What is a CSS framework? Wikipedia defines it as:
A CSS framework is a pre-prepared library that is meant to allow for easier, more standards-compliant styling of a webpage using the Cascading Style Sheets language. Just like programming and scripting language libraries, CSS frameworks (usually packaged as external .css sheets inserted into the header) package a number of ready-made options for designing and outlaying a webpage.
There is plenty of debate over whether it’s a good idea to use frameworks or not. Many complain that they aren’t semantically correct, since they often work by using predefined classes, such as “grid_12,” to create the visual page structure. I admit to having been skeptical of them until recently, but I’m starting to see cases where they may be useful.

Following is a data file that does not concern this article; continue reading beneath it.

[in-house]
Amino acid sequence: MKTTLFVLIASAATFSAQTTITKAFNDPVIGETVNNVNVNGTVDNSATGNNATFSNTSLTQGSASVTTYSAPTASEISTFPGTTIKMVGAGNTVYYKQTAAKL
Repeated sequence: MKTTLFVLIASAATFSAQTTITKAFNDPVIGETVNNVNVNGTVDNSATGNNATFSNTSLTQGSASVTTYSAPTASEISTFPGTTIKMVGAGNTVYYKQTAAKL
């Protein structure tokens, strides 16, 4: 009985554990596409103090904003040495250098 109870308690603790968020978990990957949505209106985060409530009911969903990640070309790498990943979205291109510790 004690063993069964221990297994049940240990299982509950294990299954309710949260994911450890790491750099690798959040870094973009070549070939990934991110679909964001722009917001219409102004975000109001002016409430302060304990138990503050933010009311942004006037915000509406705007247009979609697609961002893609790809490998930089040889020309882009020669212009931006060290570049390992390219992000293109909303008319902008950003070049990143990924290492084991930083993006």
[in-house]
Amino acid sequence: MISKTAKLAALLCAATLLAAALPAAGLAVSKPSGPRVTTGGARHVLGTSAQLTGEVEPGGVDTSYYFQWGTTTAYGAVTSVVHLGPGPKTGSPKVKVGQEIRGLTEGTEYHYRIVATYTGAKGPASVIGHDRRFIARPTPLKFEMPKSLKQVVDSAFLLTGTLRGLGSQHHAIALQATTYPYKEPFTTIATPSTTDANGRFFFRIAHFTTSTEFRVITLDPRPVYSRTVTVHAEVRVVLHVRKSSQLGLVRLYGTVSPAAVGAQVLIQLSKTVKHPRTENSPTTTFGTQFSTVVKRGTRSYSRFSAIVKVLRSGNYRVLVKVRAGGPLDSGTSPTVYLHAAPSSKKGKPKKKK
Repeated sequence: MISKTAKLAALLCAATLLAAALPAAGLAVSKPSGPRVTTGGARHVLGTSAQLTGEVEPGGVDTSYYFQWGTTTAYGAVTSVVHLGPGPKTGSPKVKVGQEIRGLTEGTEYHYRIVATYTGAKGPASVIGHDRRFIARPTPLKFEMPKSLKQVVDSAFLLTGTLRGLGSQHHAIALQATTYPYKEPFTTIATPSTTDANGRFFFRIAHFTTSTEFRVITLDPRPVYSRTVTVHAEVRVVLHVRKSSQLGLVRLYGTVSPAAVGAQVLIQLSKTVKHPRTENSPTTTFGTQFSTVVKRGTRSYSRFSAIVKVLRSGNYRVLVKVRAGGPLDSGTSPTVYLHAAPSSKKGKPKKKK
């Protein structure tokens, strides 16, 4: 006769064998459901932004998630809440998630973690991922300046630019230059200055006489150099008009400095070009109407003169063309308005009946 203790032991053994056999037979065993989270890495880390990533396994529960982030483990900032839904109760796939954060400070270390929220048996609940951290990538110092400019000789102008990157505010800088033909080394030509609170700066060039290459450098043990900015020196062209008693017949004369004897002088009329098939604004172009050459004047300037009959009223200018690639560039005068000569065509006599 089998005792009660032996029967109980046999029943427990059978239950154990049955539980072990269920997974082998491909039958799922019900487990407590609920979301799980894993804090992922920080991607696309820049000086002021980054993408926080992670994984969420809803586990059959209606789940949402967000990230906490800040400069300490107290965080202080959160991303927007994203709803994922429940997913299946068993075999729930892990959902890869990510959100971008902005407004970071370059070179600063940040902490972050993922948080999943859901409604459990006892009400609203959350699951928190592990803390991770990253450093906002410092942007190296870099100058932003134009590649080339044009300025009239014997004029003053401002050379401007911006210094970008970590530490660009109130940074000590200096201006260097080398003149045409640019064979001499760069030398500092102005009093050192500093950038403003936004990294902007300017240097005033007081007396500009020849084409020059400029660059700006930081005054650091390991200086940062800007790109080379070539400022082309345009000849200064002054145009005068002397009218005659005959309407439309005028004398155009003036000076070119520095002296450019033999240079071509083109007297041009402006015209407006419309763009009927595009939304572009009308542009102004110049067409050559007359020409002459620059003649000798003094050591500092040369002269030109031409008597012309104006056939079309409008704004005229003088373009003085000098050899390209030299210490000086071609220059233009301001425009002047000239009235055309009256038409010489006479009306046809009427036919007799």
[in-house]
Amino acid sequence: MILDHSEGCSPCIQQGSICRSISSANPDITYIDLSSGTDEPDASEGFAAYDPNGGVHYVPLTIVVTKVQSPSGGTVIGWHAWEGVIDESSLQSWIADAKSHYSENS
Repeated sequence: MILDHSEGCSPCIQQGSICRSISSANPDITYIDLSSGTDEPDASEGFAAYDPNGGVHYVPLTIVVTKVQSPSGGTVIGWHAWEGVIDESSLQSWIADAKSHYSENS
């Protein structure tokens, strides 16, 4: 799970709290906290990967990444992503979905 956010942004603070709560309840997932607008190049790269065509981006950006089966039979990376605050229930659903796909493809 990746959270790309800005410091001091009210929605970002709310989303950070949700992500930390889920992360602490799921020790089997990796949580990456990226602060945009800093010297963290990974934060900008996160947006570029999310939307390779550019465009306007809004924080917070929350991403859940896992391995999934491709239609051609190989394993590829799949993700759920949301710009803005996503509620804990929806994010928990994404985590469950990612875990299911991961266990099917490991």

CSS frameworks provide a way to put together the basic structure of a design quickly and easy. They provide a great starting point to easily create grid-based designs especially. See NETTUTS for a good example.
Many well-designed sites use CSS frameworks. WooThemes, for example. Browse around the site for awhile, and see if you can guess what my theory for the best time to use a grid framework is.
I think that the best time to use a CSS framework is when you are building a grid-based design, and even more so when the content structure changes from page to page. WooThemes is a good example of this.
It would be a lot of work to account for three different possible column arrangements the “hard way.” Using the 960gs framework, it’s a lot simpler. Everything’s already in the framework stylesheet, so you can just edit the (X)HTML and use different classes.
My stance on CSS frameworks has changed considerably in the past few months. They have their place in web design, they’re just not for every project. If you’re dealing with grids, though, they’re definitely worth a look.